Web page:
If you don't mind an extremely small sweat spot, take a look at Innersound Electrostats, I had Eros MK II and thought it was a great speaker, just not a feasible speaker for more than one person.
I know that they are much lower priced than the 15k stated but i believe that one of the most phenomenal speakers out ther is the Living Voice OBX-R2s. They have wonderful outboard crossovers, and are incredibly musical. I also think that they would be a great match for the thor amps. Check out a great review in the latest HiFi Plus Issue 32. Thay are absolutely amazing. I really think you would need to spend close to 20 grand to beats them, and they retail for just over 8 grand
Don't know about the 988's but I retired my 63's for Dynamics about 8 years ago and have never looked back. My first choice then (and now) are the Verity Audio Parsifals. I didn't have the money, so I settled for Paragon Jubalee/Gems (Paragon is now out of business).I highly recommend that you consider them.
Have you considered the Dali's? I have a friend who went from Planers to Dali's although his were a little pricier than what you mentioned. I wonder how the Euphonia's would sound with your system.
You are going to have some give and take changing from the Quads to a dynamic speaker, but there are some good options available.
I like the Kharma Ceramique 1.0 They are only rated down to 25Hz but they can rattle the walls in my listening room.
I hope that helps a little or presents a few more options.
I went from Quad ESL63USA's to Merlin VSM-MX, and couldn't be happier. The Quads were used as a reference for the midrange sound when the Merlins were designed. Many Merlin owners are former 'stat owners, and they mate particularly well with tube amps.
The Kharmas are certainly respected, but when you search the archives and read the "Kharma 3.2 vs Merlin" thread, it makes it clear that both these companies are doing plenty of things right, and have loyal following.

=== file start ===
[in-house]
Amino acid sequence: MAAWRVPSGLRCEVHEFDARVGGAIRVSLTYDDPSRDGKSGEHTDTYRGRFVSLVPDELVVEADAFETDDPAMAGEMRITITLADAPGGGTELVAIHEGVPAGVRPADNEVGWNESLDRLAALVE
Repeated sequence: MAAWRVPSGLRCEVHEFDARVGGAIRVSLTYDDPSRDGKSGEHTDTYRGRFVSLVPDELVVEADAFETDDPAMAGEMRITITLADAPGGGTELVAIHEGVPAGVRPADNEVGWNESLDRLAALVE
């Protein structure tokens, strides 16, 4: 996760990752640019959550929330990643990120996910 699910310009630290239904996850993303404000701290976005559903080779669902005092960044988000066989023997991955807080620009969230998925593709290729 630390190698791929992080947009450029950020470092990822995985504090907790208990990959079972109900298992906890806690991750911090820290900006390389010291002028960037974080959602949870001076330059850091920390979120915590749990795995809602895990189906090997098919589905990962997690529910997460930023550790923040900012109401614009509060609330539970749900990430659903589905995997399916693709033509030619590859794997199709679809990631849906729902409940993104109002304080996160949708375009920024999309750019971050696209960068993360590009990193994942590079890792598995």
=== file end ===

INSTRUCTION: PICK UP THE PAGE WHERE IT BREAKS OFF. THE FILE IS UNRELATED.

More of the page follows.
For me, value for my $ is an important criteria. That swayed me towards the Merlins. The tons of enthusiastic reviews on audioreview.com didn't hurt either.
You often hear about former Quad owners going back to them and their love/hate relationship with their Quad ESLs. I understand their pain, but don't find myself missing a thing. Cheers, Spencer
>>the clarity of the Quads with the dynamic contrasts, and the illusion of 90-100 people on a stage and not 10<<
Real scale is the hardest illusion to recreate and it could only be achieved properly with large efficient speakers in a large room with proper acoustics. Yes you can get a nice, wide soundstage with many smaller monitors but its all in small scale. I wouldn't focus too much on this if you don't have the space.
I'm not a Quad fan but I'm among the first to admit that it does certain things better than most speakers but it always left me wanting. Like Newbee, I changed over from electrostatics and ribbons about 6 year ago and have never looked back either. Its going to be a big change, I really recommend that you work with a good dealer on this project and spend enough time familiarizing yourself with good dynamic and horn speakers before jumping in.